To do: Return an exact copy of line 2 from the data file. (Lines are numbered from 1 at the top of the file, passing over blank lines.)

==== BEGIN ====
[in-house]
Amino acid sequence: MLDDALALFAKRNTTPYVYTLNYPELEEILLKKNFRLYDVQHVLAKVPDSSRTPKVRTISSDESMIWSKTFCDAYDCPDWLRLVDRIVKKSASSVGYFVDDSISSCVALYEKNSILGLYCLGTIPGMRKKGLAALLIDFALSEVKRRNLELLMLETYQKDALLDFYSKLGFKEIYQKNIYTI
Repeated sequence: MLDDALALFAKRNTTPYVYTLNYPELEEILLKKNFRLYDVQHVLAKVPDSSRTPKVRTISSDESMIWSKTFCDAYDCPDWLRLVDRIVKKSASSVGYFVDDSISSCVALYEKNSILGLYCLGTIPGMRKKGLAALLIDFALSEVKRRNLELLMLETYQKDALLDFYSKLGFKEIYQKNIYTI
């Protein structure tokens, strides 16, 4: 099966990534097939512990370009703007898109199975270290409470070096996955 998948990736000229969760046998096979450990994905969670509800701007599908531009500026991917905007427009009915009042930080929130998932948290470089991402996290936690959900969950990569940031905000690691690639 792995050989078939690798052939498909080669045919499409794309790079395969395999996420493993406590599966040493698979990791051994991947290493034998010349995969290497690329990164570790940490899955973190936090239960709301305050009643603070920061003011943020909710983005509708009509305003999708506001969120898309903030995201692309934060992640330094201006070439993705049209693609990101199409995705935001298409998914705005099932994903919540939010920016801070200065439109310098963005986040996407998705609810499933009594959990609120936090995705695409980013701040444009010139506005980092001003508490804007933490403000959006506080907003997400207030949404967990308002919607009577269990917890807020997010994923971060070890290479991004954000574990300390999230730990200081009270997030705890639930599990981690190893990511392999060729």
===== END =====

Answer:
Amino acid sequence: MLDDALALFAKRNTTPYVYTLNYPELEEILLKKNFRLYDVQHVLAKVPDSSRTPKVRTISSDESMIWSKTFCDAYDCPDWLRLVDRIVKKSASSVGYFVDDSISSCVALYEKNSILGLYCLGTIPGMRKKGLAALLIDFALSEVKRRNLELLMLETYQKDALLDFYSKLGFKEIYQKNIYTI